In standard pressure-coordinate map analyses, vertical ascent can be diagnosed, but in a piecewise, or “ladder” sense across multiple pressure level maps. Upward motion and moisture/precipitation generally appear to be separated from the advection that caused them on a single pressure level!
In the diagram above, we have a generic situation in which warm, moist air is slowly ascending to the north in a warm conveyor belt. Looking at the region using the standard pressure level, p, over time, the moisture would seem to appear from nowhere as it emerges from a lower pressure level.
But if we examine the region using isentropic surfaces, we can view the advection and ascent that are causing the precipitation together in the same chart. The moist air parcel above appears to naturally follow the isentropic surface! This is similar to what we saw in the cross-section views of fronts earlier - cold air will flow to the south and downward, while warmer air will flow to toward the north and upward, following the shape of the isentropes (until latent heat is released, that is).
In fact, in absence of diabatic processes and mixing, air will flow along potential temperature surfaces, since potential temperature is conserved during adiabatic processes. In this way, air parcels with a specific potential temperature value are restricted to flow along the isentropic surface of that value, much as with a material surface.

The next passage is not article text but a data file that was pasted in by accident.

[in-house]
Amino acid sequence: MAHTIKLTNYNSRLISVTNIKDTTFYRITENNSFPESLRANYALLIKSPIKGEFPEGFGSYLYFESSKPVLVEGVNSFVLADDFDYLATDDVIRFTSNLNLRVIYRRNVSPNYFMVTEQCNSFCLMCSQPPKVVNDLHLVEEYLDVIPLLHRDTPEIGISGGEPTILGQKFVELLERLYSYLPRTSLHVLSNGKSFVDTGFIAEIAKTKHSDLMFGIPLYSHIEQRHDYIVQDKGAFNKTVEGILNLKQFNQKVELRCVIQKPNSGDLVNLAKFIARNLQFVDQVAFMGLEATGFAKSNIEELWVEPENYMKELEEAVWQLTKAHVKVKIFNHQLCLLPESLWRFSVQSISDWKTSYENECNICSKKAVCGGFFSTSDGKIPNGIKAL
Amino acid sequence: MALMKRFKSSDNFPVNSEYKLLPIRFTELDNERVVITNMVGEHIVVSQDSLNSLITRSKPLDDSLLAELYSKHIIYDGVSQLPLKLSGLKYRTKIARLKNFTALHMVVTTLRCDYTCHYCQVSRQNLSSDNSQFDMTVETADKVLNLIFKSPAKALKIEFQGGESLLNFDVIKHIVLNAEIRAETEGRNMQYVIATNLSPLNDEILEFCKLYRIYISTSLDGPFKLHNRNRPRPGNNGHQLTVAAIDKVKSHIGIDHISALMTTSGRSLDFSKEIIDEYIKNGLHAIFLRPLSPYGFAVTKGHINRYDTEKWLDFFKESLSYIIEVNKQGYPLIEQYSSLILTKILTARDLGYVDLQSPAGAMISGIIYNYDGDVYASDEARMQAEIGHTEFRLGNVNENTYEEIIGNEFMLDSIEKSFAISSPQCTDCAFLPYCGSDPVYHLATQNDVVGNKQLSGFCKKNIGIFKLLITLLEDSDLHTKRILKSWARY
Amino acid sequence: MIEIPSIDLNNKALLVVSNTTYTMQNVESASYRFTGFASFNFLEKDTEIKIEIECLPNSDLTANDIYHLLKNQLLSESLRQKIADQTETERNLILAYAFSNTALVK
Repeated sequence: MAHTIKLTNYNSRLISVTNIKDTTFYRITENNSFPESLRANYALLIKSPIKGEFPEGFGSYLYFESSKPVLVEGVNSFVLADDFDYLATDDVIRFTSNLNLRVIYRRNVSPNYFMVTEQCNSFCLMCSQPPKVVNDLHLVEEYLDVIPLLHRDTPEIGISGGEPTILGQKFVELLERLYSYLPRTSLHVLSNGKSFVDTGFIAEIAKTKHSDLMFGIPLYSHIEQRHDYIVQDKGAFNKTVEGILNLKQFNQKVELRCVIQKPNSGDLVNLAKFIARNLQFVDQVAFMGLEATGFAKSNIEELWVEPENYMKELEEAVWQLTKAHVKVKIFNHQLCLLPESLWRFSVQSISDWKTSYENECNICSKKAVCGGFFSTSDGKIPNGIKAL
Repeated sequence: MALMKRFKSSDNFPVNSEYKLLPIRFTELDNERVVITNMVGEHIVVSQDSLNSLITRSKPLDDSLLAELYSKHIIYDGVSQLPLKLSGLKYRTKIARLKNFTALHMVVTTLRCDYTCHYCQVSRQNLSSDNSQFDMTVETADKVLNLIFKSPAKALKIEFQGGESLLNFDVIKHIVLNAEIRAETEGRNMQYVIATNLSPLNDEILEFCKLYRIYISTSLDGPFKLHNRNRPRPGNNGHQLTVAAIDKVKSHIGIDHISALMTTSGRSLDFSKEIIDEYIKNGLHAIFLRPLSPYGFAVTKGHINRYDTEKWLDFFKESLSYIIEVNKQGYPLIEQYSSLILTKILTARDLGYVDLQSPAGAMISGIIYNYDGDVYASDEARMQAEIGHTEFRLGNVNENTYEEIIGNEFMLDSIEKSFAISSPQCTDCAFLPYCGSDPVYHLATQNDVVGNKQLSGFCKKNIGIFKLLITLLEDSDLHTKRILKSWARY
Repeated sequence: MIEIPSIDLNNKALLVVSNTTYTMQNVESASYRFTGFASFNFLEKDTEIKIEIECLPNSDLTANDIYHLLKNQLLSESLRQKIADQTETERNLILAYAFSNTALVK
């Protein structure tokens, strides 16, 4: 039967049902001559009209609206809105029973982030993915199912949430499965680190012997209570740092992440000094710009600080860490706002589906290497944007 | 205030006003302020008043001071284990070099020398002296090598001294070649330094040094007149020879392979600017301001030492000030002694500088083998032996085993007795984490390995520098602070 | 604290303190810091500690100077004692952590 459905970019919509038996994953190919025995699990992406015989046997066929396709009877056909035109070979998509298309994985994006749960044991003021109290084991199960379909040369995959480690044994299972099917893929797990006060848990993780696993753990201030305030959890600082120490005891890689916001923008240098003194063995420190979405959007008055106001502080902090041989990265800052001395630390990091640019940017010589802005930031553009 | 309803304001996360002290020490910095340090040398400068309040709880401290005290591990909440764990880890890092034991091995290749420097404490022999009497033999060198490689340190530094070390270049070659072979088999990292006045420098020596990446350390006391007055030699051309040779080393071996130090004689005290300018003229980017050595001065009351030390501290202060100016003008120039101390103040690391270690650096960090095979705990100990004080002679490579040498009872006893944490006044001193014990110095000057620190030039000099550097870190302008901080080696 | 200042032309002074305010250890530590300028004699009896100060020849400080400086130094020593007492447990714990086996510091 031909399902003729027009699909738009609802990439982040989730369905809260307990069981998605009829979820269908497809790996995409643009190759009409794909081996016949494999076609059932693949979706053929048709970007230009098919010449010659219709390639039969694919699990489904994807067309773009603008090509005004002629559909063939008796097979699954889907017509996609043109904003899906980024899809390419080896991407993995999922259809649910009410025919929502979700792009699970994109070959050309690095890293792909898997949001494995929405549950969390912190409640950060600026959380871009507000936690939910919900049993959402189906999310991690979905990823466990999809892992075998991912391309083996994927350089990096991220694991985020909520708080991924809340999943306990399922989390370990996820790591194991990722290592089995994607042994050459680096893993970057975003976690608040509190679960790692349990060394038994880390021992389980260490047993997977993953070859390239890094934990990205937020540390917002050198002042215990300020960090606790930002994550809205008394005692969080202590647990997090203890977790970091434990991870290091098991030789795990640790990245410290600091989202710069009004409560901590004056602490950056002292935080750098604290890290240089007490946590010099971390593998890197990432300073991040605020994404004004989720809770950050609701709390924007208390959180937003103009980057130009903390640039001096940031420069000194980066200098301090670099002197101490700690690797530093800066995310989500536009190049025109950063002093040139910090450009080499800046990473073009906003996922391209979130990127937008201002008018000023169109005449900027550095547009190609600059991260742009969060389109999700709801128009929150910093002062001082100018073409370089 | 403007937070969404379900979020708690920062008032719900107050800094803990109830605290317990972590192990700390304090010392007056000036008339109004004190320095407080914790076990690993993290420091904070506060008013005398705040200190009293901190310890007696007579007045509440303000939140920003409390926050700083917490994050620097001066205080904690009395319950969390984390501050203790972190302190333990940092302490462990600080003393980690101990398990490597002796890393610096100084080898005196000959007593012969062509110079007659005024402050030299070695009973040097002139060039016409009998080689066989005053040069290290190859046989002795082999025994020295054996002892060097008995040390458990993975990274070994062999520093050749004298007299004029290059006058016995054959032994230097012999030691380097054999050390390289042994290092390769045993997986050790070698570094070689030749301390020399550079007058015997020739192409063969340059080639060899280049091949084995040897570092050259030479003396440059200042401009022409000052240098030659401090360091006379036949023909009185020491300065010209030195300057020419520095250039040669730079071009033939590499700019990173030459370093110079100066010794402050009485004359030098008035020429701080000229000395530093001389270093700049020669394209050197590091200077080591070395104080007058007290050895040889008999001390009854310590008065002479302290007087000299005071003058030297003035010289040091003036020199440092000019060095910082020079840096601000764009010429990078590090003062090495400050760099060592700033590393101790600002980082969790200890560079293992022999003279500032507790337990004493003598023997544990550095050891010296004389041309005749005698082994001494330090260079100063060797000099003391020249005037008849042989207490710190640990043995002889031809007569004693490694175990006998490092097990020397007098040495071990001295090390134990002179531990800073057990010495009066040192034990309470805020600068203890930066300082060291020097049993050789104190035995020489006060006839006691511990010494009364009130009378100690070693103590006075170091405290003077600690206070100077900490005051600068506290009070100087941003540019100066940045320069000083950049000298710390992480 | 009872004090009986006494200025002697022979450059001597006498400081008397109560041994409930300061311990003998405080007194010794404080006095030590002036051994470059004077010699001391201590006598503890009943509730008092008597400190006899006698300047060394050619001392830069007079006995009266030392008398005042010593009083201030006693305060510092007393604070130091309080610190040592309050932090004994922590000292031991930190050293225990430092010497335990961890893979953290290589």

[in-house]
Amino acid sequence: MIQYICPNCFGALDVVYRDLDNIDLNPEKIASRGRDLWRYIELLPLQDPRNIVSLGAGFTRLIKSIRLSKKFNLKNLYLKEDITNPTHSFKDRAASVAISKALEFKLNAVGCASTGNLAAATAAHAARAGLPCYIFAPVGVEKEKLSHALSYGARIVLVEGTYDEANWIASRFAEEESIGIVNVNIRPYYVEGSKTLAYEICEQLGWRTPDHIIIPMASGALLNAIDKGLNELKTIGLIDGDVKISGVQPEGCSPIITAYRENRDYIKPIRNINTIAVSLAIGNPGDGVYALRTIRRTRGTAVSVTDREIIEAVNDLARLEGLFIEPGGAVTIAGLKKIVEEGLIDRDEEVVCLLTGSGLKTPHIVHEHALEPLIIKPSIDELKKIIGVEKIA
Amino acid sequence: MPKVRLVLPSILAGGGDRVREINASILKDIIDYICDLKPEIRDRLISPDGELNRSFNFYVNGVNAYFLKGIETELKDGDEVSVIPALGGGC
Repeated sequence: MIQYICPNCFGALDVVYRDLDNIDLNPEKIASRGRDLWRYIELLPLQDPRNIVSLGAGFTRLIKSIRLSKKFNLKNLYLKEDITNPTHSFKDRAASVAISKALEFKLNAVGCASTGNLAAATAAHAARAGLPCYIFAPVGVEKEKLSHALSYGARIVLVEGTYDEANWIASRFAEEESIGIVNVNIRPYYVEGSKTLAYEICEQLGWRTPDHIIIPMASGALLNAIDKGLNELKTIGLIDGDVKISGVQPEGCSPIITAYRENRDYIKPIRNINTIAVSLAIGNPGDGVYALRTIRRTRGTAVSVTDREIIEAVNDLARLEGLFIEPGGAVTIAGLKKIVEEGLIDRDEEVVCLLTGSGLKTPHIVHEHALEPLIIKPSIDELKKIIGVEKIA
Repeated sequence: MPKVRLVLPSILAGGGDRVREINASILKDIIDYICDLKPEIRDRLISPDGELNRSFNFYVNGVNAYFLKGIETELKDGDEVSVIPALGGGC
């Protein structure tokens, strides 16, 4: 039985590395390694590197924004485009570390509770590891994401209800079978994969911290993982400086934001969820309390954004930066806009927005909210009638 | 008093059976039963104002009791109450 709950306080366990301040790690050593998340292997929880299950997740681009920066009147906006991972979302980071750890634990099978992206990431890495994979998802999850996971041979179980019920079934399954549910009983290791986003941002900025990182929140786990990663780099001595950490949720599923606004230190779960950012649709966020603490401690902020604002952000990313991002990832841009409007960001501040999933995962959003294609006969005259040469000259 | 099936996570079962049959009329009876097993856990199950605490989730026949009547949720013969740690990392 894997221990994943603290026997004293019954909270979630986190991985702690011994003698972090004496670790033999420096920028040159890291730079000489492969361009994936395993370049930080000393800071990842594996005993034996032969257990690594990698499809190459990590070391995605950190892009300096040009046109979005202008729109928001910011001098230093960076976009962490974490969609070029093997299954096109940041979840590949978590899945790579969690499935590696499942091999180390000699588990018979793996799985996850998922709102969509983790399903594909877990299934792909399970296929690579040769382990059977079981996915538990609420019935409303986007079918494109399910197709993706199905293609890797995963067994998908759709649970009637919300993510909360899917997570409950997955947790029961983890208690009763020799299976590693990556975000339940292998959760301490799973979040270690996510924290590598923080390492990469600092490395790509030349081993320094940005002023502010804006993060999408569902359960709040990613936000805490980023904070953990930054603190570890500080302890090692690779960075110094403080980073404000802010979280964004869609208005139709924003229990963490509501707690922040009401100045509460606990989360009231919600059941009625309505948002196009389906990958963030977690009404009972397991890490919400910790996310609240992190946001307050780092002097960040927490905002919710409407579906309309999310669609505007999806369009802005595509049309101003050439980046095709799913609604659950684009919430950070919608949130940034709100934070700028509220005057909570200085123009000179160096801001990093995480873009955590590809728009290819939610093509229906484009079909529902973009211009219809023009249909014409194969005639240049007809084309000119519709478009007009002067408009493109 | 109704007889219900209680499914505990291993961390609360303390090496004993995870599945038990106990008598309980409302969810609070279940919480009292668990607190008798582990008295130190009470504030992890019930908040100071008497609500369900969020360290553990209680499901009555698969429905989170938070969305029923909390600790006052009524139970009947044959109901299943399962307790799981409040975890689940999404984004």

Thus, we can plot wind vectors and contours of pressure on a specific potential temperature surface to see just how much air is ascending or descending.
In the above diagram of pressure and winds plotted on the 300K isentropic surface, we can see broad westerly/northwesterly flow that defines the dry conveyor belt along with broad southwesterly flow that defines that warm conveyor belt. If we examine the pressure levels closely, we see values of 600 mb in western New Mexico, which is within the dry conveyor belt. Wind barbs indicate that air is flowing to the east on this isentropic surface. We can see that the pressure values increase dramatically between this area and the panhandle of Texas. Neglecting diabatic processes, this means that the air in this region on the 296K surface must be sinking!
We can see a similar but opposite process within the warm conveyor belt. Pressure values are about 780 mb over Louisiana, and winds are flowing across progressively lower pressure levels to the northeast, reaching 700 mb over central Missouri. Neglecting diabatic processes, this means that air on the 300K surface is rising, since the pressure is decreasing! Including diabatic processes, the rising motion would be even more pronounced!
Looking at another example, let’s analyze the areas of ascent and descent on the 296K surface.
Outline the full extent of the area of ascent using the red pen, and descent using the blue pen.
The area outlined in blue shows descent, beginning with the northwesterly winds that cross the 425 mb through 625 mb contour across the Great Plains. These winds flow to progressively higher pressures until the 825 mb contour over Missouri, Arkansas and Texas, where the winds become parallel to the contours and the pressure values begin to increase to the east. The area outlined in red shows ascent, from the 975 mb contour over the Gulf Coast, flowing to progressively lower pressures until the about the 600 mb contour over Iowa, Wisconsin and Michigan.
Let's compare this type of analysis with a standard pressure level chart. Below, pressure is plotted on the 305K surface. The warm and cold conveyor belts associated with the low pressure system are denoted with the long red and blue arrows, respectively.
Now we'll examine the relative humidity field at 305K. High relative humidity, and thus cloud production, aligns very well with the axis of ascent within the warm conveyor belt